Hi, Bookies: We're going to reach back into the past for our choices this month, which come courtesy of Amy Feezor, the copy director of Real Simple's marketing department and our May book-discussion leader. Vote for your favorite of the choices below by 11:59 p.m. ET on Wednesday, April 20. Then We Came to the End, […]
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Hello, Bookies: We’re always so grateful when authors choose to participate in our post-discussion Q&As, since we know they have to fit us into very busy schedules. So an extra note of thanks to Emma Donoghue, who took time out of her weekend in order to get her answers back to us quickly. Read on for what she had to […]
Hello, Bookies: I am fascinated by the scope of this book. Rebecca Skloot is telling three distinct but intersecting stories: the gripping personal history of Henrietta Lacks; the scientific importance of HeLa; and Skloot’s relationship with the Lacks family. This structure really worked for me. Before reading, I was nervous that I would have a hard time getting a toehold […]
Hi, everyone! I’m Erin Henry, an Assistant Editor/Producer on RealSimple.com. My job is to help the web editors transform the stories you see in the magazine into the articles and galleries that you see here on the website. Under the guidance of Maggie Shi, the deputy editor who led February’s discussion of Jeanette Wall’s Half Broke Horses, I build most of the RealSimple.com’s food, money, and family content. I am also responsible for deploying some of our email newsletters.
The question: Will The Immortal Life of Henrietta Lacks win this time around? The answer: yes, and decidedly so. Assistant Editor/Producer Erin Henry, our Henrietta discussion leader, will be posting a bit later in the week to introduce herself and set up a reading schedule. And don’t forget, Bookies, if you have questions for Room author Emma Donoghue, post them […]
Before we get into the discussion, I have great news: the author of Room, Emma Donoghue, has agreed to answer all our questions about the book. So if there’s something you’d like to ask her, please include it in the comments field below by Monday, March 28. Now, on to the finale…
I’m so happy many of you are enjoying this book as much as I am. I have to confess…I couldn’t stop reading, too. It was nearly impossible to walk away not knowing what happens to Ma. I had a feeling she was going to make it. The chapter title “Alive” kind of gave it away, though it could have been interpreted in many ways. Nicole commented last week that she was surprise Ma overdosed now that her and Jack were finally in the Outside, but it seems that the Outside was just too much for her to bear. Especially in this age of a 24/7 news cycle, where real people who go through unbelievable experiences are also becoming celebrities. What’s ironic is that she was so concerned in the beginning about Jack’s transition, when it was actually her transition that was even harder to handle.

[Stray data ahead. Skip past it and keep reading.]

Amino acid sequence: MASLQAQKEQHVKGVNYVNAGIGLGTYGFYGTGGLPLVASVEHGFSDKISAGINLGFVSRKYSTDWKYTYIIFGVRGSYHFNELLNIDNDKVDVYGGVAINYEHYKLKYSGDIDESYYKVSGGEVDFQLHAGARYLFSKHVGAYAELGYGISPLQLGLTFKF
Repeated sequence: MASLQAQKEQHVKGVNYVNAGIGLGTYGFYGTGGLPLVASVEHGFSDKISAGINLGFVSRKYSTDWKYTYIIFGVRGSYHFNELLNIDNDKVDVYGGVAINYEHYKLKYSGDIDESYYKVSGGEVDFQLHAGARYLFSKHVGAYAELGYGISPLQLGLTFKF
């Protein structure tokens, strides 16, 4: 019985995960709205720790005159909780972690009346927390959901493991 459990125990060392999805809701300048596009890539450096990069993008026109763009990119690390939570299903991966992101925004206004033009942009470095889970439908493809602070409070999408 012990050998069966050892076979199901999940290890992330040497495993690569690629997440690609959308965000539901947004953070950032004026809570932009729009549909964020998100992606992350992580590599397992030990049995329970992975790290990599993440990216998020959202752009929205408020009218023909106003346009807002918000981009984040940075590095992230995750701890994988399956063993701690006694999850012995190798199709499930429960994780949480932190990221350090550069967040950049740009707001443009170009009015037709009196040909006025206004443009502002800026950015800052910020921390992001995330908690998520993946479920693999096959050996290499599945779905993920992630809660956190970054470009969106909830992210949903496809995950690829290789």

Jack, meanwhile, has become quite the little philosopher. I think he makes an interesting point in this chapter: “In the world I notice persons are nearly always stressed and have no time. Even Grandma often says that, but she and Steppa don’t have jobs, so I don’t know how persons with jobs do the jobs and all the living as well. In Room me and Ma had time for everything.” The part about Grandma not having a job and being stressed about time made me smile, but I think it’s a nice sentiment about simplifying life to make time for what counts. Obviously, we don’t want to live in a Room to have quality time with our family, but a day without obligations might be a nice tradition to start. What do you think?
In the end, Ma comes back to take care of Jack. She is ready to move on; he is still clinging to the past (and specifically that Rug). How did you feel when he wanted to go back to the Room. It made me anxious and nervous, but I understood his need for explanation/closure. I was impressed Ma could even step one foot near that place. And then in the end, they said good-bye. What did you think of the ending? The whole book? Please share all your thoughts, ideas, rants, raves, and questions for Emma Donoghue below. It’s been a pleasure reading with you!
It’s almost inevitable that at some point in your adult life one of your close friends will move away. And while it’s easier than ever to stay in touch (e-mail, Facebook, etc.), being digitally connected isn’t always the same.
Keep reading for a fun and unexpected way to keep in touch with a long-distance friend.
Hi, everyone: As this post goes up, last month’s ohsoclose runner-up, The Immortal Life of Henrietta Lacks, leads our April book poll. . .but will it win this time? That’s up to you, Bookies: Vote for it—or your pick of the other three books below—by 11:59 p.m. ET this Monday, March 21. Our winner will be announced on Tuesday. The […]
Thank you for your insightful comments last week. I really appreciated the points about the inconsistencies in the book regarding Jack. Rachel said: “It is strange to me how smart Jack is, but he is still so juvenile, innocent, and childish at the same time.” Amy notes: “I also question how realistic it is that Jack would just accept that certain things were just TV and the things in Room are real.” Jack’s development–both the advancements and delays–were so interesting and surprising at times. It makes for such an interesting study, especially when you realize that this is not a complete fantasy (i.e. Jaycee Duggard, as Bella pointed out). I also think it’s such a page turner, that the plot ends up whisking you quickly away to the next stage in their lives. Especially, as Nicole writes, “As I was reading I kept thinking to myself, “what is she going to do if they are still in Room in 2 years? 5 years? 10 years?” I think that point alone is what kept me reading and reading…I wanted to know what was going to happen to them. And then, in Dying, we find out.